They’re often a quick way to learn something new, too. “Can you identify the 5 leading causes of depression?” Or, “Do you know why sugar’s bad for you?”

Back in school, I always did better on multiple-choice tests, vs. an essay test where you had to remember the information without any hints. Even if I had only a vague memory of the chapter we’d studied, once I saw the answer sitting in front of me it would trigger some deep sense of familiarity and I would seize on it like a drowning person reaching for an outstretched log.

My mind is a steel trap when it comes to arcane facts about minor celebrities, fashion trends and other trivia. It’s a sieve regarding most items of significance. I suspect this is because I can only process small pieces of (usually useless) information at a time. Then they rattle around in the back of my brain until shaken loose. Facts about my own life experiences, however, often elude me.

I couldn’t tell you who taught my freshman French class if someone put a gun to my head. Or the names of my kids’ teachers. Or pretty much anything that has to do with geography. Never could.

But show me a list of possible options and I might stumble onto the right choice.

So the next time I can’t remember what the new neighbor does for a living, give me a quiz: It’s either a) doorman, b) Chippendale’s dancer, c) surgeon or d) chef. God help me if the answer is, “None of the above”.



If Only My Tracker Could Track…


I depend on my Garmin tracker to tell me how much I walk every day (usually not enough). And that’s all well and good, but what I really need is a tracker to monitor the life part of life.

Imagine it: A combination shrink, conscience, fairy godmother and enabler that could log how often we fib or ping us when we’re overdue for a brownie.

What I want to know is,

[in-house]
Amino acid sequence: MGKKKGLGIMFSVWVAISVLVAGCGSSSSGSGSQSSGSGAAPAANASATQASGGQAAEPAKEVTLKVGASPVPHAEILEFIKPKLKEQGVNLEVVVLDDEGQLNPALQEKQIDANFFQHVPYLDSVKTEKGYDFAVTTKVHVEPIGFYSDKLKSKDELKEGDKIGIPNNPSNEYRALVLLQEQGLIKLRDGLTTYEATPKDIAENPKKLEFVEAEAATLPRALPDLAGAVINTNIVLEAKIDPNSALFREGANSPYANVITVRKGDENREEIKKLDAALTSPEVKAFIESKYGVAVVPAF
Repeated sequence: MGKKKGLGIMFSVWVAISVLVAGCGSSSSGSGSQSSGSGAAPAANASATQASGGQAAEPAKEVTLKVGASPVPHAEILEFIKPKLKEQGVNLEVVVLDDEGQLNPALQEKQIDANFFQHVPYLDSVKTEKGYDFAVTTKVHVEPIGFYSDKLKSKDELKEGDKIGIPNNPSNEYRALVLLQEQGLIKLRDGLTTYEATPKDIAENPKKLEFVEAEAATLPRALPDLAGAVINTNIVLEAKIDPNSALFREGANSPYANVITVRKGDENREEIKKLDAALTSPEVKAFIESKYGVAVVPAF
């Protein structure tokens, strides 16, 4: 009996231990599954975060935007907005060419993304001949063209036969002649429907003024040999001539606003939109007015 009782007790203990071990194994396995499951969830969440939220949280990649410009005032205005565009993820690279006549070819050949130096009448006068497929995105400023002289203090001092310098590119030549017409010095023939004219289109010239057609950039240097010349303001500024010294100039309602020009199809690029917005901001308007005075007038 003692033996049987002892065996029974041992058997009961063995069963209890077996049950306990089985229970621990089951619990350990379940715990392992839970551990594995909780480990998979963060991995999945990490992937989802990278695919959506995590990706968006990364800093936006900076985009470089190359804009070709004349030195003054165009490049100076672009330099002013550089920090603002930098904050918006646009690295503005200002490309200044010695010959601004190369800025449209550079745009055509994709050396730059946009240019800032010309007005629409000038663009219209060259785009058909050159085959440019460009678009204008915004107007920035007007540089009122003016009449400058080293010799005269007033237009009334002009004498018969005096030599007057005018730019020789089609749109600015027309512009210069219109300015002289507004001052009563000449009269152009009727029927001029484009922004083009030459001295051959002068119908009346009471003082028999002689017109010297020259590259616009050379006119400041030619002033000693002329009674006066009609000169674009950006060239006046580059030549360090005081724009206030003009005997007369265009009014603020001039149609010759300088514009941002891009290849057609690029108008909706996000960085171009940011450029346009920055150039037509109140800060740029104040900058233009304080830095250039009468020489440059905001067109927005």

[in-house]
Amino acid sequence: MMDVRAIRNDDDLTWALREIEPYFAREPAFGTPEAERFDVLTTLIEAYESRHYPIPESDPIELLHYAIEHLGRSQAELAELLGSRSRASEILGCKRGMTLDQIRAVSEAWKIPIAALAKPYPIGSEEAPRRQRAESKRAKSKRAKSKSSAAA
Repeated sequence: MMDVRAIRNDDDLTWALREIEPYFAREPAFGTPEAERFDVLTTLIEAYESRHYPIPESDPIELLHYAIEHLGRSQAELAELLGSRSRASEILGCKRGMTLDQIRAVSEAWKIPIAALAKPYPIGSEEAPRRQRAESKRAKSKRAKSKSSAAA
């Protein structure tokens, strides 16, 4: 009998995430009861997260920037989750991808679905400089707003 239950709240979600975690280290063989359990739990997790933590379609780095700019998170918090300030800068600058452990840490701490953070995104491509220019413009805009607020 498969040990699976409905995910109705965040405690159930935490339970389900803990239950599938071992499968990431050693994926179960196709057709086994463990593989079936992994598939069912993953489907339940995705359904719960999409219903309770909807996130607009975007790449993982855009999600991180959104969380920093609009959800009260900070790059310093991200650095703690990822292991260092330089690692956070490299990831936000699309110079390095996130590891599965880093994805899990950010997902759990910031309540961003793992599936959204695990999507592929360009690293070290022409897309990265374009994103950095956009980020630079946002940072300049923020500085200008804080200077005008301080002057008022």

How many minutes per week do I spend on the following activities:

  • Seeing friends (not just virtually)
  • Texting my kids
  • Buying the same item for the third time because I forgot I already have it
  • Reading something actually worth reading
  • Searching for missing socks
  • Procrastinating
  • Saying yes when I mean no
  • Making excuses to telemarketers
  • Checking e-mail
  • Replying to e-mail
  • Deleting e-mail
  • Thinking about ice cream
  • Urging my nails to grow
  • Drinking good wine
  • Yelling at the news
  • Feeling lucky
  • Cooking good food
  • Stalking Colin Firth movies on Netflix
  • Calling someone I haven’t called lately
  • Planning a trip
  • Sitting on my rear end contemplating nature
  • Sitting on my rear end contemplating Masterpiece Mystery
  • Watching hummingbirds
  • Laughing
  • Scheduling a meeting
  • Ditching a meeting
  • Pulling out grey hairs
  • Avoiding a fight
  • Eating junk food

Or is ignorance bliss? Maybe I’ll just go for a walk!

Mouthing Off

Yesterday I went to the dentist to have a crown made. “Crown” sounds so elegant, like you should dress up and be all Downton Abbey-ish, rather than the disturbing reality of someone jamming their elbow into your mouth while you’re drooling and wearing a paper bib.